We are members of a class at University of Maryland, called Networked Intelligence. This semester we are wrestling with ideas about how networked technologies and our information-rich worlds change the way we learn, live, and collaborate. In response to a wonderful letter that Dr. Davidson sent us, we will post a weekly blog that summarizes the big thoughts from our own peers’ writings and class discussion. Please feel free to connect with us and add to our networked learning.
As the world continuously evolves, so will communication. In the last twenty-some odd years, the Internet has changed the ways in which people are able to communicate with one another. In the early 2000’s the world was introduced to the two massive-scaled social networking tools, MySpace & Facebook. Since then Facebook has taken the number one spot in the social networking world. Facebook took the world by storm with over 500 million users and counting. Facebook has transformed, from being a way to meet friends, into a tool for a number of business and schools as well.
The 21st century has definitely transformed a lot of the ways that we do things. Unfortunately, many of the institutions that govern our society are stuck in a 20th century funk. The work place is slowly changing but what really needs changing is our academic institution. We are still learning the way our grandparents learn. These institutions keep us boxed in and sheltered, “protecting” us from the world of possibilities. About three weeks ago we read three articles: “Too much face and not enough books: The relationship between multiple indices of Facebook use and academic performance ” by Reynol Junco, “Student use of Facebook for organizing collaborative classroom activities” by Lampe et al., and “Connection Strategies: Social Capital Implications of Facebook-enabled Communication Practices” by Ellison et al. Each of these articles posited ideas on how Facebook changed academic performance and how Facebook could transform academics. The articles had a good number of valid arguments while other arguments were questionable. Though all articles made some great points I believe the strongest come from the argument of the integration of Facebook and Academics.
The premise of this argument is that by integrating Facebook and Academics we can create a new type of classroom dynamic. To understand this further we must first look at how we are using Facebook. The Lampe article in particular talks about the importance of this. The article argues that Facebook should increase their social capital. Facebook gives us the ability to know more information about a person than we normally would, if we took advantage of this then it would be easier for us to use Facebook as an academic tool. Jenna talks about how our human condition has changed and the way we learn more about people is through Facebook. We are in a more wired society and it has become the norm to interact through technology. In Sean’s post he talks about the seven factors that were pointed in the article that make up a successful undergraduate student. These factors were: (1) student/faculty contact; (2) cooperation among students; (3) active learning; (4) prompt feedback; (5) emphasizing time on task; (6) communicating high expectations; and (7) respecting diversity. Each of these can be achieved with Facebook. Looking at Sean’s post we can take those factors and see how Facebook works with each of those. In Vanessa’s post this week she states, “I think that Facebook is one of those “communication technologies” that we can use, explore, and take to our own hands ways in which we can use them to accomplish what ever it is we want to accomplish.” I think that she sums this up great. Facebook is what we make of it and nothing more or less. It is a convenient and maybe to some a more practical use of the website. However, when do we know?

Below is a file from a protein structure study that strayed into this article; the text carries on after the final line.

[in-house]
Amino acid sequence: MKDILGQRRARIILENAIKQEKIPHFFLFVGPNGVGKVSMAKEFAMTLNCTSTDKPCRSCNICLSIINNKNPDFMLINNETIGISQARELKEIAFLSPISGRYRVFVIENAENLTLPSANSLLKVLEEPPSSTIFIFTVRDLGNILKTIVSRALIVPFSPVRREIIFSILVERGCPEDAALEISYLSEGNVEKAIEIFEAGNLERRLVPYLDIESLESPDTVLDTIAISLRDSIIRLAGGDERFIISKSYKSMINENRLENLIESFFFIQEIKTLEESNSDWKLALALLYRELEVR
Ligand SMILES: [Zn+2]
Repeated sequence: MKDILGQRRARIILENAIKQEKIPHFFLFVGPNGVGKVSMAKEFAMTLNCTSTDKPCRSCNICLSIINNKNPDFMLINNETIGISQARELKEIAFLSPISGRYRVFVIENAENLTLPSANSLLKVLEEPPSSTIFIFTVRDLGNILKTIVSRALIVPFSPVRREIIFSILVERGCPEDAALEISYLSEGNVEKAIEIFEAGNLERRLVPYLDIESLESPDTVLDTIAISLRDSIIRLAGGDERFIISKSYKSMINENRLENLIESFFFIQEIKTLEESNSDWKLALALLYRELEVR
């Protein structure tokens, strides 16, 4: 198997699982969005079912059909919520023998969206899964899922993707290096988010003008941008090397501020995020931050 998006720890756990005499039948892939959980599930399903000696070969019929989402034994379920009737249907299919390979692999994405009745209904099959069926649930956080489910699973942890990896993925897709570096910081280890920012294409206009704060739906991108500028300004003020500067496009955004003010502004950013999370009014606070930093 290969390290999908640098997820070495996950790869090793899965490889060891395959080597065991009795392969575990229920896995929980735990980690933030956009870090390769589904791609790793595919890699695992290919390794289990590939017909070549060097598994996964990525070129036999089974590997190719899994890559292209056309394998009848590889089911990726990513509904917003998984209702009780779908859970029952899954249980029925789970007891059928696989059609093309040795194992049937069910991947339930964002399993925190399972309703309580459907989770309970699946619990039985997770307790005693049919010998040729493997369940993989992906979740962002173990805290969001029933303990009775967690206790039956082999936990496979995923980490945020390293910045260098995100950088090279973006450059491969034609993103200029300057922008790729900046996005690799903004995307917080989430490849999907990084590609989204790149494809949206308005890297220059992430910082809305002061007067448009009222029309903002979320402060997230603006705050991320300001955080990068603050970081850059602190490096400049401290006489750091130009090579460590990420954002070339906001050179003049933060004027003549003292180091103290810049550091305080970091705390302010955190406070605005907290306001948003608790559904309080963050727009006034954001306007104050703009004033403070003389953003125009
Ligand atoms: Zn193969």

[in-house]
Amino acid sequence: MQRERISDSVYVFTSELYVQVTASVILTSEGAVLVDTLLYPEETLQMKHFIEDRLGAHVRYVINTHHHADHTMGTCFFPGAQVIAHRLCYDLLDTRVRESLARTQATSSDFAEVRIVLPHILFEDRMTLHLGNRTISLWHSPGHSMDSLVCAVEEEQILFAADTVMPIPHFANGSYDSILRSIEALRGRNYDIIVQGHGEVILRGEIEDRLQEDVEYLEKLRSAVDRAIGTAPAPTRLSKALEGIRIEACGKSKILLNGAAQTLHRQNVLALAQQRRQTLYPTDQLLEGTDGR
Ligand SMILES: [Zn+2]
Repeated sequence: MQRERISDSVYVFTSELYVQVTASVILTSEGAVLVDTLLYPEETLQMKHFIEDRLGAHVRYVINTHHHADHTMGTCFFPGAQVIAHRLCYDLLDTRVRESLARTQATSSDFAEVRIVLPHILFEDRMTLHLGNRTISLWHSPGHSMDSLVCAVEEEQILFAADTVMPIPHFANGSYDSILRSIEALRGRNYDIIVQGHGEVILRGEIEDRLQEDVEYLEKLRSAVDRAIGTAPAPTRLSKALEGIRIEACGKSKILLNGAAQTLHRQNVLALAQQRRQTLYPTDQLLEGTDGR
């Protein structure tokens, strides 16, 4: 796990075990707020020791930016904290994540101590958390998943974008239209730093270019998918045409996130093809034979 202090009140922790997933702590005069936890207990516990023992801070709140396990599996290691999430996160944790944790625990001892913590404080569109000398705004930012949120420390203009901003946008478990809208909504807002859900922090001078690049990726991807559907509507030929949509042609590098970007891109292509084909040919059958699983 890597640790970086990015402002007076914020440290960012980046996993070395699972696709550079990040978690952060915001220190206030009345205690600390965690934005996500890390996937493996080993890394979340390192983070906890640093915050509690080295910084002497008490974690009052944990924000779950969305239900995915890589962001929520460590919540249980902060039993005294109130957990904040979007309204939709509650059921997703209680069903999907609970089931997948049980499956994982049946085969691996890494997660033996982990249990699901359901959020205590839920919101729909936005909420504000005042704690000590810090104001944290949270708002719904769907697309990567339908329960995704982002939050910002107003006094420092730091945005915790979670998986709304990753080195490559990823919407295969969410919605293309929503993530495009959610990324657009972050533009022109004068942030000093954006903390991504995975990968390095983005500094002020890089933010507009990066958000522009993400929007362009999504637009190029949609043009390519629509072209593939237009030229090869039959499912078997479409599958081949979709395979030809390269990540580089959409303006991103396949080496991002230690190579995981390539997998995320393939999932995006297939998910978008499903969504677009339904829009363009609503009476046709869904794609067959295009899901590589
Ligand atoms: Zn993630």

An integration of Facebook can both benefit and harm us. Vineet talks about the need of separation. I think Vineet brought up a good point though the integration of Facebook and Academics is enticing where is the line? He talks about how students want a separation between school and our social lives. I completely agree with him, how else will we have that escape that we seek? I also ask the question as to whether or not this will deter us for Facebook in the long run. When we go to Facebook we go to get away from our pressures or to just do something different we enjoy. If my ELMS accounting were on Facebook I would seek a different source of networking. Ana talks about the awkwardness of adding your professor as a friend. When thinking of integration you also have to think about the type of information that you have on your Facebook and the people on your Facebook page. If your Facebook social capital (Ellison Article) is important to you then this may not be a viable option for you.
This is the conundrum that we find ourselves in now days. We are looking for new ways to multi-task, to learn, and to interact. The only problem is that finding a way to make all these things interact seamlessly seems close to impossible. In this particular example we look at how we can integrate Facebook and school but realize that there is a separation that we would want. Where do we draw the line? When is it too much or too little?